Meta-analysis supports lycopene’s blood pressure benefits

By Stephen Daniells contact

- Last updated on GMT

© SEE D JAN / Getty Images
© SEE D JAN / Getty Images

Related tags: Lycopene, Carotenoids, Blood pressure, Hypertension, Oxidative stress, Anti-inflammatory

Supplemental lycopene, a red carotenoid found in tomatoes, watermelons, and other foodstuffs, may significantly reduce blood pressure in hypertensive people, says a new meta-analysis of clinical trials.

Analysis of 10 randomized controlled trials including data from 688 participants revealed that lycopene supplementation was associated with significant reductions in systolic blood pressure (SBP) of an average of 2.6 mmHg, with greater effects observed in people with higher SBP at the start of the studies, higher lycopene doses, and longer duration supplementation.

Non-significant reductions in diastolic blood pressure (DBP) were recorded in the total pooled analysis, but statistical significance was achieved in people with higher overall blood pressure or DBP at baseline, wrote researchers in the Journal of Herbal Medicine​.

“The results of this meta-analysis are consistent with recent systematic reviews that proposed the potential anti-hypertensive effects of tomato products supplementation,” ​wrote researchers from Iran and Canada.

Mechanisms of action

Commenting on the potential ways that lycopene may exert its blood pressure benefits, the researchers noted three possible mechanisms of action. One is via inhibiting the angiotensin converting enzyme (ACE), “thereby reducing angiotensin-II induced oxidative stress and indirectly enhancing nitric oxide (NO) production.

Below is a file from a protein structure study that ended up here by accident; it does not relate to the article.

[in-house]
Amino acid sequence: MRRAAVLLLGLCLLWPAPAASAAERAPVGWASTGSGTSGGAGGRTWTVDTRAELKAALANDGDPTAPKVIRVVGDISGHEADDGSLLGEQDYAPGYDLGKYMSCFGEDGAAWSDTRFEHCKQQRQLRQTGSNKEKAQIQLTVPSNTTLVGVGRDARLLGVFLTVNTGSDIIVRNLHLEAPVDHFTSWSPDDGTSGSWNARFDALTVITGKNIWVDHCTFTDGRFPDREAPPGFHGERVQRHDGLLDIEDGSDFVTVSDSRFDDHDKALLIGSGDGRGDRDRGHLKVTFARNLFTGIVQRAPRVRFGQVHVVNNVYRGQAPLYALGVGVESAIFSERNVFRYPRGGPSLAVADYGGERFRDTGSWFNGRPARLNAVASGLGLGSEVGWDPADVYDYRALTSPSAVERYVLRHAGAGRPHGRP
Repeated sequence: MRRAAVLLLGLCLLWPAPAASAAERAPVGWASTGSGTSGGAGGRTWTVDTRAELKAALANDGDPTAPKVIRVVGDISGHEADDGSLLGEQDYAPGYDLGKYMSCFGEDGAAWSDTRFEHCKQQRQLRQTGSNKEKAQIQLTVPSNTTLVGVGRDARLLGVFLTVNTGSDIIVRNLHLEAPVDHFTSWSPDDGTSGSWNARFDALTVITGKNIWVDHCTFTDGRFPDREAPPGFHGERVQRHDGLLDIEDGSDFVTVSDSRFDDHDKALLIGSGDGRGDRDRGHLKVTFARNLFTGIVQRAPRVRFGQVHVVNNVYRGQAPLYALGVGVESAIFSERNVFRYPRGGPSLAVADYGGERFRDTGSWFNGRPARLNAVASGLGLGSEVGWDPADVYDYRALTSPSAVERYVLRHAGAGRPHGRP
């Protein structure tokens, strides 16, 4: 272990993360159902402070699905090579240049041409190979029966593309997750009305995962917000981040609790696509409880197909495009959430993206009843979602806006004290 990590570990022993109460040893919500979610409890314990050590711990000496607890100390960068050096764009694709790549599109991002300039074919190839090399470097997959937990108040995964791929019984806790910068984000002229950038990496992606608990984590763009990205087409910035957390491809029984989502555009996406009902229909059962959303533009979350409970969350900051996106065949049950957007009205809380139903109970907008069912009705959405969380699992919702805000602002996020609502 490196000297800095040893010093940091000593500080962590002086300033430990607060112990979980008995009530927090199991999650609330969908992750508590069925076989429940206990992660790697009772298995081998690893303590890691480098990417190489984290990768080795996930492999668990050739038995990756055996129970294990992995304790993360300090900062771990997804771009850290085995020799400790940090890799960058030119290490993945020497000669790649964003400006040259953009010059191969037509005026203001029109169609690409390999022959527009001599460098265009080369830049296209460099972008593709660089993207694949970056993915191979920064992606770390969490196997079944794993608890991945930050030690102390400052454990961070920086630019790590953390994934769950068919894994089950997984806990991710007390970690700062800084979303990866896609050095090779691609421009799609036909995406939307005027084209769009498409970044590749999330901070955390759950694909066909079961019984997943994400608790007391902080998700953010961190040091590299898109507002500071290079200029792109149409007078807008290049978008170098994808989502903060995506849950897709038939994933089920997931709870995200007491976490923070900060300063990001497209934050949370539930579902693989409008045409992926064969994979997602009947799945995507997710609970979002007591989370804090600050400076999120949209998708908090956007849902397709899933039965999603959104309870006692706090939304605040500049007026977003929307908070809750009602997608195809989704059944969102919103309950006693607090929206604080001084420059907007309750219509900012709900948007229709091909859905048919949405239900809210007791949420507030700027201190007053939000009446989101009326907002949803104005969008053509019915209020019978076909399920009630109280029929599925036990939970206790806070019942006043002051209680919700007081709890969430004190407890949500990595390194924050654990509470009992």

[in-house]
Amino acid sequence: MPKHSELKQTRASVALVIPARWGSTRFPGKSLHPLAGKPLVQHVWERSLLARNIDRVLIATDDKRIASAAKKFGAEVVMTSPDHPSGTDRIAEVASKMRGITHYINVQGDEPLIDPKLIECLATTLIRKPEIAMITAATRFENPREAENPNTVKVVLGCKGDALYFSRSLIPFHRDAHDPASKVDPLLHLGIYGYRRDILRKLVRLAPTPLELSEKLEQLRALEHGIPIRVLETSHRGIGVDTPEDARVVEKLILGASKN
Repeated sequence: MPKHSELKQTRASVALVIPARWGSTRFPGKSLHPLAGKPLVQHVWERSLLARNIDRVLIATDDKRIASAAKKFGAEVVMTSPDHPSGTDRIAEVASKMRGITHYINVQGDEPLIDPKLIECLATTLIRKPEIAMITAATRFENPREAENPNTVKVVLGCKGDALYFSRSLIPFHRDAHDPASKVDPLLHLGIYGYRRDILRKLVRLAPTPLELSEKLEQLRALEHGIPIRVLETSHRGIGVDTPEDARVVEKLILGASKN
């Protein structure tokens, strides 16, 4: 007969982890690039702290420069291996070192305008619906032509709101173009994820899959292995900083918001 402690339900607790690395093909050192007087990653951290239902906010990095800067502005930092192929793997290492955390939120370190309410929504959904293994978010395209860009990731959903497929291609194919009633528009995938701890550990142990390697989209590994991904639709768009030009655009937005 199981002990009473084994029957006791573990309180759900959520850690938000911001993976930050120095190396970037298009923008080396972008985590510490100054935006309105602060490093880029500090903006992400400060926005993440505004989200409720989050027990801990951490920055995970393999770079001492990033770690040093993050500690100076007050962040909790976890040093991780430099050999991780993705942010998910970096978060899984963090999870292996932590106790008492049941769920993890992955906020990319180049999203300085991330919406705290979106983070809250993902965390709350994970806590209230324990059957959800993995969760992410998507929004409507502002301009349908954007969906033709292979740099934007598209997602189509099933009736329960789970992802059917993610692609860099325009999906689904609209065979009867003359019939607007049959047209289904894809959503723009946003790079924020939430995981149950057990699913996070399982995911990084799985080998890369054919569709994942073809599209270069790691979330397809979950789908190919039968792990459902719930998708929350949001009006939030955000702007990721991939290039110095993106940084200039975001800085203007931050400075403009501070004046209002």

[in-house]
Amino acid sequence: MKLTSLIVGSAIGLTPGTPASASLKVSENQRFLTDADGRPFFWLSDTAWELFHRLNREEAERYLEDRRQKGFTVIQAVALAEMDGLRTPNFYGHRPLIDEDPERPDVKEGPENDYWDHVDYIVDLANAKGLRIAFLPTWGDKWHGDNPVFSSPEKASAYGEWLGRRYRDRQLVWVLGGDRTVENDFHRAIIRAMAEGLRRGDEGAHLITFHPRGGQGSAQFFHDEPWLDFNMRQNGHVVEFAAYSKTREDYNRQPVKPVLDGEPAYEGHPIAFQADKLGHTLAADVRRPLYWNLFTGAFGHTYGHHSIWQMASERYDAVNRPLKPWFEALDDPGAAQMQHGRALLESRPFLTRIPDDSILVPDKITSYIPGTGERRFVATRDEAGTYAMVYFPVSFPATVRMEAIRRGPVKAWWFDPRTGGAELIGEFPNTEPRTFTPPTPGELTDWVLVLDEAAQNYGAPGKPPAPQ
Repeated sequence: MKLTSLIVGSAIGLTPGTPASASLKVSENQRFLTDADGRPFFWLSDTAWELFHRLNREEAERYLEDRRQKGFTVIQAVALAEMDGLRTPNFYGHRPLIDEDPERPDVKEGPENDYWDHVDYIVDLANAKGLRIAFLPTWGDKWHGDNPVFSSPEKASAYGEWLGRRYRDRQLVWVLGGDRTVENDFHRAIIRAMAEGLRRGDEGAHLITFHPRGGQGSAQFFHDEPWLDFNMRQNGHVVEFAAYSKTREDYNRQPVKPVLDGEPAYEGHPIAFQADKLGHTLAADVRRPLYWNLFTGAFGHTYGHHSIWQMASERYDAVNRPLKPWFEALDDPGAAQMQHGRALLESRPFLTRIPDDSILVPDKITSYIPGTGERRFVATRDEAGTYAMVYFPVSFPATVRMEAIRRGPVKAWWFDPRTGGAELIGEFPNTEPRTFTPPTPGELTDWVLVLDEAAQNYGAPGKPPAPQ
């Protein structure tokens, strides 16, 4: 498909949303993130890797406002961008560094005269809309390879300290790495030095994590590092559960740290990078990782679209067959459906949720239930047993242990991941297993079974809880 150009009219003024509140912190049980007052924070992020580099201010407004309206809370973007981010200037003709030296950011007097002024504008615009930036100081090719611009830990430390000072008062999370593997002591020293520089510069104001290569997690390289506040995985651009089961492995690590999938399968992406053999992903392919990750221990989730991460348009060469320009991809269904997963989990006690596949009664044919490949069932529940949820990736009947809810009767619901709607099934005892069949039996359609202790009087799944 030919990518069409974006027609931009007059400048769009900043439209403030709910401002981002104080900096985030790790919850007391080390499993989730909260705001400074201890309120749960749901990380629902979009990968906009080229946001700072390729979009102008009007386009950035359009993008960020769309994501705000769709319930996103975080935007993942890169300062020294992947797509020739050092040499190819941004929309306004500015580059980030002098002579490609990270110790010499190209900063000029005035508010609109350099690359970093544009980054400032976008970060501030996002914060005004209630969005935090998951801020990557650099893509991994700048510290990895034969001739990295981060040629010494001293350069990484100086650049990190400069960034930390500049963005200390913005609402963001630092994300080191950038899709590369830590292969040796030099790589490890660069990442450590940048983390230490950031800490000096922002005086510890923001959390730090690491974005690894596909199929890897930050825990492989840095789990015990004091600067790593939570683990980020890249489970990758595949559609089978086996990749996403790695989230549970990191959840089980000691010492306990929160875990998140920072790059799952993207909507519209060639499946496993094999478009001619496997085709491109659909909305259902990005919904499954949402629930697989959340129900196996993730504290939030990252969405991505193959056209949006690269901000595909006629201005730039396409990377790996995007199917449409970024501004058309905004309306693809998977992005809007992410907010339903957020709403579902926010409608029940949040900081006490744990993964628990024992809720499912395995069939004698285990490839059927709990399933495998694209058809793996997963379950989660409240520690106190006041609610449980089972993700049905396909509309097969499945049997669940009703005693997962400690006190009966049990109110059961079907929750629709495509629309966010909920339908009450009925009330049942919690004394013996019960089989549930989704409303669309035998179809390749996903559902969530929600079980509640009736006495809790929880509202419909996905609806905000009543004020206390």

“Oxidative stress through the disruption of NO production leads to oxidative damage of the endothelial cells and ultimately to endothelial dysfunction. Lycopene enhances NO synthesis and bioavailability through reducing oxidative stress and thus improves endothelium-dependent vasodilation and reduces protein, lipids, DNA, and mitochondrial damage.”

Lycopene may also enhance the body’s own antioxidant defenses, including the antioxidant enzymes catalase and superoxide dismutase, said the researchers.

The carotenoid may also exert anti-inflammatory effects by inhibiting the NF-kB pathway.

“Lycopene has been shown to modulate adiponectin expression and secretion in animal cells and cell culture,” ​they added. “Evidence suggests that adiponectin has a potent role in regulating BP. Adiponectin reduces BP through anti-inflammatory, anti-atherogenic and insulin sensitivity effects and reversed salt-induced [hypertension].

“Overall, these findings indicate that lycopene supplementation could be regarded as a potential healthy supplement for regulating BP.”

Future directions

The researchers called for additional studies with longer intervention periods and larger sample sizes to determine the optimal doses, are needed to determine the appropriate dosage of the supplement, and the useful effects of lycopene on SBP, DBP levels.

Source: Journal of Herbal Medicine
February 2022, Volume 31, 100521, doi: 10.1016/j.hermed.2021.100521
“Lycopene Supplementation and Blood Pressure: Systematic review and meta-analyses of randomized trials”
Authors: M. Rezaei kelishadi et al.

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